Beacon Lesson Plan Library

How Long Is Forever?

Deloris Morris
Santa Rosa District Schools

Description

Students use graphic organizers to predict events that may take place in the novel, [Tuck Everlasting] and make inferences about what is read.

Objectives

The student extends and applies previously learned prereading knowledge and skills of the sixth grade with increasingly complex reading selections and assignments and tasks.

The student makes inferences and generalizations about what is read.

The student uses graphic organizers and note-making to clarify meaning and to illustrate organizational pattern of texts.

The student knows the reasons for a character's actions.

Materials

-Babbitt, Natalie. [Tuck Everlasting]. McDougal Littell, Evanston, Il. 1997.
-Optional, one copy of “Characterization Acrostic” for each student
-Transparency of chart “Character Reactions”
-Transparency of the "Scoring Rubric"
-Overhead
-Markers

Preparations

1. Make transparency of “Character Reactions.-
2. Make copies and/or transparencies of “Characterization Acrostic- and “Scoring Rubric”.
3. Familiarize yourself with the novel and the themes associated with the novel.
4. Familiarize yourself with the scoring rubric.
5. Determine whether the attached forms are applicable to your classroom.

Procedures

DAY 1
1. Prior to reading the novel, [Tuck Everlasting] discuss the meaning of the literary term “fantasy.” Use the definition that is in your textbook. Also, discuss the author’s purpose for using a real-life type character for the main character, Winnie, (to help students to relate to the character and the story).

DAY 2
2. Read Prologue through chapter 18. Discuss the positives and negatives of the idea of living forever and predict some events that may occur in the novel. List on the board or overhead.

DAY 3
3. Discuss the different attitudes and reactions of the four members of the Tuck family after drinking from the spring, which cause them to live forever. Each family member views their situation differently.

4. Discuss the character of Winnie and have students relate their own experiences with those of Winnie.

5. Have students individually complete a “Characterization Acrostic” (traits) for each character in the novel (write each character’s name vertically and write an adjective that describes each character by letters in their name). This could be completed by the teacher as a handout for students or completed on the board or overhead as a class activity.

DAY 4
6. Divide students into four cooperative learning groups. Assign or have groups select a recorder, writer, and reporter. Show a transparency of “Character Reactions” and have them individually complete similar charts and share results with the class.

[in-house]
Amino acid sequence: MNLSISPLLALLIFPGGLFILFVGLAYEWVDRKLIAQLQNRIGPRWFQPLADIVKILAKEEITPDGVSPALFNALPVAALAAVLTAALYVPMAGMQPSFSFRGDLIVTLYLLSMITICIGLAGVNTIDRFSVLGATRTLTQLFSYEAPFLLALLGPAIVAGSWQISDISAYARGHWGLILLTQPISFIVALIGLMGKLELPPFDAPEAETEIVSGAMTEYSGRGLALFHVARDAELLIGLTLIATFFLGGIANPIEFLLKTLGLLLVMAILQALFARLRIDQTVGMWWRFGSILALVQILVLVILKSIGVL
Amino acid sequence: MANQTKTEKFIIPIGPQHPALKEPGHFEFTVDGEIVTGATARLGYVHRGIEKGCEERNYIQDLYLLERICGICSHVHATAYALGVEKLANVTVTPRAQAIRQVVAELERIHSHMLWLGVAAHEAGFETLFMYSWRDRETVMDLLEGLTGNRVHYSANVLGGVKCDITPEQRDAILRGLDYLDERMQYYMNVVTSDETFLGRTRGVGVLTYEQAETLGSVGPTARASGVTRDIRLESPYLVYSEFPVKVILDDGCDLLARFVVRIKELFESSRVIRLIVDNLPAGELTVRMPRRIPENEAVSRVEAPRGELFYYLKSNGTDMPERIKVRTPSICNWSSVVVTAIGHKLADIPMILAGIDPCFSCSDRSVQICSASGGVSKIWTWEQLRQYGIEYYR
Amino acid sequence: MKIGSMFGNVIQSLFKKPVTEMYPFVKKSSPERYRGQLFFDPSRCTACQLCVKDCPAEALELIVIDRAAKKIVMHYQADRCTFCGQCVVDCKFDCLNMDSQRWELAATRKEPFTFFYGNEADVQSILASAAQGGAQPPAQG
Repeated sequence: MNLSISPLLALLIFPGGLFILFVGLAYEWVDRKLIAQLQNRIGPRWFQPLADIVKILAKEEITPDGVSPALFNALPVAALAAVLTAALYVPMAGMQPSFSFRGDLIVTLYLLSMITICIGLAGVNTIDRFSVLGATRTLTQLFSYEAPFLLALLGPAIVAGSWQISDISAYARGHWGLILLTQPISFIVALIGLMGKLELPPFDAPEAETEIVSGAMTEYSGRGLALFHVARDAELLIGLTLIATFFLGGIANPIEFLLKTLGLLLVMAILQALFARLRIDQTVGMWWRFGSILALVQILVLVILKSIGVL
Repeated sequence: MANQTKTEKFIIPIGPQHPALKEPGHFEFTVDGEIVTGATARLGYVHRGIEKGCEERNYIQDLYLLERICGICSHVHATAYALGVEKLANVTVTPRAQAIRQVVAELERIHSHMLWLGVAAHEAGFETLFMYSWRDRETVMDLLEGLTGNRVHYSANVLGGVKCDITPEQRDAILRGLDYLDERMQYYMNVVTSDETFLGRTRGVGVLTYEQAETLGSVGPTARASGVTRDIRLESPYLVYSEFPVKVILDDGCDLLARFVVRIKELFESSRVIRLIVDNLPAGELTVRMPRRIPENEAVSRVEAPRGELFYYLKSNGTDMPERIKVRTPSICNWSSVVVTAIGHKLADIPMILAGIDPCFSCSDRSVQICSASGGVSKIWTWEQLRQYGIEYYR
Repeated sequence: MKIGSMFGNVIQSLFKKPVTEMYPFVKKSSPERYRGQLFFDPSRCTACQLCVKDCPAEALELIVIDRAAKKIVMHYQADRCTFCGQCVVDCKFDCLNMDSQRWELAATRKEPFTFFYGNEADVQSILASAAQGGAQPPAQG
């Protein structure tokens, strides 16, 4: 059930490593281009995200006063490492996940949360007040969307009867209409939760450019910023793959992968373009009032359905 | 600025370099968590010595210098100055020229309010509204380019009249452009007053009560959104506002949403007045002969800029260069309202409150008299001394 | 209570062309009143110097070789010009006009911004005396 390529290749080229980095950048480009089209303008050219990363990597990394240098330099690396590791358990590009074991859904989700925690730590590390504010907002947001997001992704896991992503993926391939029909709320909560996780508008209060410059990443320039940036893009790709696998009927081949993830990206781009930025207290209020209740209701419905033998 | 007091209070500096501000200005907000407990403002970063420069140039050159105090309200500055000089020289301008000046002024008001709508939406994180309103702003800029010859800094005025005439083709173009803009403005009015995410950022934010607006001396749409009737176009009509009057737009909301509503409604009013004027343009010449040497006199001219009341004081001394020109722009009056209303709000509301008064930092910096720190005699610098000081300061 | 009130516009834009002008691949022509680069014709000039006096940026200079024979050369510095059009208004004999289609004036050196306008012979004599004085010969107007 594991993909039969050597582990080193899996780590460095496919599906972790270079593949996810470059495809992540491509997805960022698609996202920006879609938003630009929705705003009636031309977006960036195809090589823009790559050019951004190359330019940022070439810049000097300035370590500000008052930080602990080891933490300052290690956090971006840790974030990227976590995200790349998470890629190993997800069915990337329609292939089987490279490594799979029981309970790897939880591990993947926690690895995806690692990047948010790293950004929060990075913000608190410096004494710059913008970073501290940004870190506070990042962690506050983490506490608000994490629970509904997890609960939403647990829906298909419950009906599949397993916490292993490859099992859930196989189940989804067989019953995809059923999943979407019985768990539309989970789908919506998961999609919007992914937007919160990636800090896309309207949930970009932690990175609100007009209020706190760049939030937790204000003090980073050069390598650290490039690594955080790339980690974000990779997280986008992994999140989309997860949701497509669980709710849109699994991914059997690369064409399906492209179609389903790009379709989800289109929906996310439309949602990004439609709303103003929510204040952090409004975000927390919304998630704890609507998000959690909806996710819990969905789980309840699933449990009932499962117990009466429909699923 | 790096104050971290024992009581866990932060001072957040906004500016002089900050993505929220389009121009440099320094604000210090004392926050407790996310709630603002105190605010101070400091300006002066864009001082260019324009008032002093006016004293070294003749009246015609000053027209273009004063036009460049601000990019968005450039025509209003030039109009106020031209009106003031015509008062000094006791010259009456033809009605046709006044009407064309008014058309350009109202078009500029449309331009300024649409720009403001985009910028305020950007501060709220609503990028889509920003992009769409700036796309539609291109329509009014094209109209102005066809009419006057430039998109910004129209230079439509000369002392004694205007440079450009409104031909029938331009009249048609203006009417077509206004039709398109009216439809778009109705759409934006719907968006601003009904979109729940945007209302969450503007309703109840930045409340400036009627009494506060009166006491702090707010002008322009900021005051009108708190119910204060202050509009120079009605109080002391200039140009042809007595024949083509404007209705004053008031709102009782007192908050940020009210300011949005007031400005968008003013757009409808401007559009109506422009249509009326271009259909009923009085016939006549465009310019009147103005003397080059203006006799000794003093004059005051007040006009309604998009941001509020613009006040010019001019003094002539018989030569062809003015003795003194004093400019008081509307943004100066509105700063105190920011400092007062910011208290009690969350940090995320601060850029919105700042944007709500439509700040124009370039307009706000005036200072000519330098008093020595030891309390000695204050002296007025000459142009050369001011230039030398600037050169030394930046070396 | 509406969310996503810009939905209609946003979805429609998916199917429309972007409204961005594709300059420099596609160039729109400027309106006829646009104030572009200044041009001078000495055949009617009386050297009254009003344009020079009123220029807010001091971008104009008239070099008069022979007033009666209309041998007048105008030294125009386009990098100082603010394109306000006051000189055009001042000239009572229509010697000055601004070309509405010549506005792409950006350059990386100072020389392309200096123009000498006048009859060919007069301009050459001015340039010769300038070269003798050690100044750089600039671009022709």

7. Teacher collects and evaluates “Character Reactions” to determine if students are on target with an understanding of both the concept of immortality and each character’s reaction to immortality.

DAY 5
8. Show a sample of the “Scoring Rubric” on the overhead and discuss with students the procedures and the criteria for scoring their endings.

9. Have groups write an ending for the story in which they relate what they think Winnie will chose to do at the end of the novel, drink the water and live forever or live a normal life and die, and why she makes that particular choice.

10. Have each group exchange and score each other’s story endings based on the rubric; then, revise their particular ending based on suggestions from the group.

11. Teacher scores the final draft of each group’s endings using the rubric.

Assessments

Endings will be scored on the following rubric:
3. Full Accomplishment: Students successfully reflect in their story endings a thorough understanding of the concept of immortality and Winnie’s conflict of having to decide to drink the water.
2. Substantial Accomplishment: Students' story endings include more recall information than inferences about Winnie’s internal conflict.
1.Little or Partial Accomplishment: Students' story endings have minimal information about Winnie’s conflict.

Extensions

This lesson should be modified for different learning styles and learning levels in group work. Group stronger critical thinkers with weaker critical thinkers.

Web Links

Web supplement for How Long Is Forever?
Internet Public Library

Web supplement for How Long Is Forever?
Internet Public Library

Attached Files

Character reaction worksheet     File Extension: pdf

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